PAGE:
One of the things I mentioned above is that I want to draw in more non-writing readers. Most of my future fans won’t be writers after all.  So once a week beginning Thursday, I’ll be posting excerpts from VEILED MIRROR,  which is coming out September 21st in digital format, and a little before that in POD format.  If you enjoy what you read, I hope you’ll share the link with your friends.  Mondays will still be about various aspects of writing and publishing.

Thanks for reading! I enjoy writing this blog and sharing my journey with you!



Filed under writing

14 responses to “My Self-Publishing Journey: Getting The Word Out

  1. Frankie – thank you so much for sharing your journey so far and for articulating all the conflicting advice floating around. At one point, all the different viewpoints had my head in a tailspin. I’ve decided to keep writing, honing my craft and building an inventory. I’m looking forward to reading your book and can’t wait for your guest blog with the Scribes on 9/23 (Yay!).

    • Thanks, Casey! I know what you mean about your head spinning! 🙂 It was liberating to realize there was no one path to success, and even if there were, the publishing world is changing so fast that the path might not be there tomorrow. These days we all have to be light on our feet.

  2. Kendall Grey

    Great advice. I’m finding the same contradictions on my journey. I’ve decided to focus mainly on writing and spend less time on the social networking that was eating up the hours. When I get closer to my release dates, I’ll get back to that. For now, I need to worry most about writing a great trilogy and making it shine brighter than everyone else’s if I want to sell books. 🙂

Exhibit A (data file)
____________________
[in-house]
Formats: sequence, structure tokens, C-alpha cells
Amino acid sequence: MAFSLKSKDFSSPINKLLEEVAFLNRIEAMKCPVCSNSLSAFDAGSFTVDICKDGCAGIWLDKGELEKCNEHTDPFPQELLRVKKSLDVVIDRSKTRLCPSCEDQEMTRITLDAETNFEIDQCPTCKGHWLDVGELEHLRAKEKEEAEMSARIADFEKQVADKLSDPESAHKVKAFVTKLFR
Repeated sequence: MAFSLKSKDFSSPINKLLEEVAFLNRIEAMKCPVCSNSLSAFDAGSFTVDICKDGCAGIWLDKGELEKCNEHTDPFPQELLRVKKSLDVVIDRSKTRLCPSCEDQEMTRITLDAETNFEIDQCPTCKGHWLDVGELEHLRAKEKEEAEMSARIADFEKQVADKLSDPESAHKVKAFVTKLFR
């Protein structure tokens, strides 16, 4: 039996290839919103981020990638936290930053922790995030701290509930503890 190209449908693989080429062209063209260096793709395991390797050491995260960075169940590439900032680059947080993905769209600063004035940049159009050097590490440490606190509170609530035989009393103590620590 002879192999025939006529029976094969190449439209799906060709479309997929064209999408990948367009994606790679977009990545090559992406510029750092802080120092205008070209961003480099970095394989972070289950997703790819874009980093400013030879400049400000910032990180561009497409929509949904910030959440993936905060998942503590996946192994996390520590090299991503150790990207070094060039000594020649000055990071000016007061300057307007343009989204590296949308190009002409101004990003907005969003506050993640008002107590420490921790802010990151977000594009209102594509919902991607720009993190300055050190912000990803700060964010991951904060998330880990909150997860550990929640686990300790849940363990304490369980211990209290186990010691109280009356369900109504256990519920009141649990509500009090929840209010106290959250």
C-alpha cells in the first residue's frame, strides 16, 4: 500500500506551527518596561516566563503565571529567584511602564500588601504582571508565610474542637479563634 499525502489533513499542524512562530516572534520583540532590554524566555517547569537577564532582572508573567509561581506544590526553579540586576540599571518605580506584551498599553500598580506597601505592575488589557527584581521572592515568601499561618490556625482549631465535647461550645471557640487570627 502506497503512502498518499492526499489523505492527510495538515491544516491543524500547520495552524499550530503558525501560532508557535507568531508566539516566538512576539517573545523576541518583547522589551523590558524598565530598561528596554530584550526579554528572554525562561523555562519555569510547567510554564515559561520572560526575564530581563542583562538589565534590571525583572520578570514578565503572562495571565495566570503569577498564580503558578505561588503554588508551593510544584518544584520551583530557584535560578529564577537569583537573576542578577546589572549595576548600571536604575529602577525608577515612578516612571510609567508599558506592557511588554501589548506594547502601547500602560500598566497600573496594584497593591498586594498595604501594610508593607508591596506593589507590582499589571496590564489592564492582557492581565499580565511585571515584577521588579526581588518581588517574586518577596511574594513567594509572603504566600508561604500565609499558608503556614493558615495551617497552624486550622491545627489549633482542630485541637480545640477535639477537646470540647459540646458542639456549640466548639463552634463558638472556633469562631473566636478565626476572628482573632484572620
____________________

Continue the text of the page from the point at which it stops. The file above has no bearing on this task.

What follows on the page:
3. Yes it can be a bewildering process self publishing and I made SO MANY mistakes but like you I think you gradually learn from them and develop a strategy. Reading about others experiences helps to tell us what to do … and what not to do and that can only be good.

    • It helps to think of this as an exciting adventure rather than a trip across a field of land mines. Good luck on your journey, Richard!

      • That’s a perfect description, Frankie! It really used to feel like a trip through land mines in a war zone, where you were sure if you screwed up one pitch really badly, or a submission letter, that your writing career was toast. Thank all that’s green, it no longer does. All these industry changes are providing such a wonderful world of options for all of us. As authors like yourself take control of their careers via self-publishing and we all share our journeys with each other, I can’t help wondering what this amazing, and much larger community will look like in just another year or two? It certainly makes the future feel more like a grand adventure!

      • I’m happier than I’ve ever been as a writer, because I feel like I have more input into my ultimate success than I ever had before. I’d like to sell lots of books, but even if I don’t this adventure has been worth it!

  4. I know it must be hard to take conflicting advice & learn how to use it. Good luck!

  5. I’ve finished two books and I’m about 25,000 words into the third. I have a concept for the 4th, too. I need to catch up on the internet side of things. Start tweeting more. Thanks for the insights. Good to know.

  6. I really enjoyed this post. I agree that there is so much contradictory advice out there. You’ve made some sound decisions and you’ll be able to measure results and adjust. Good luck!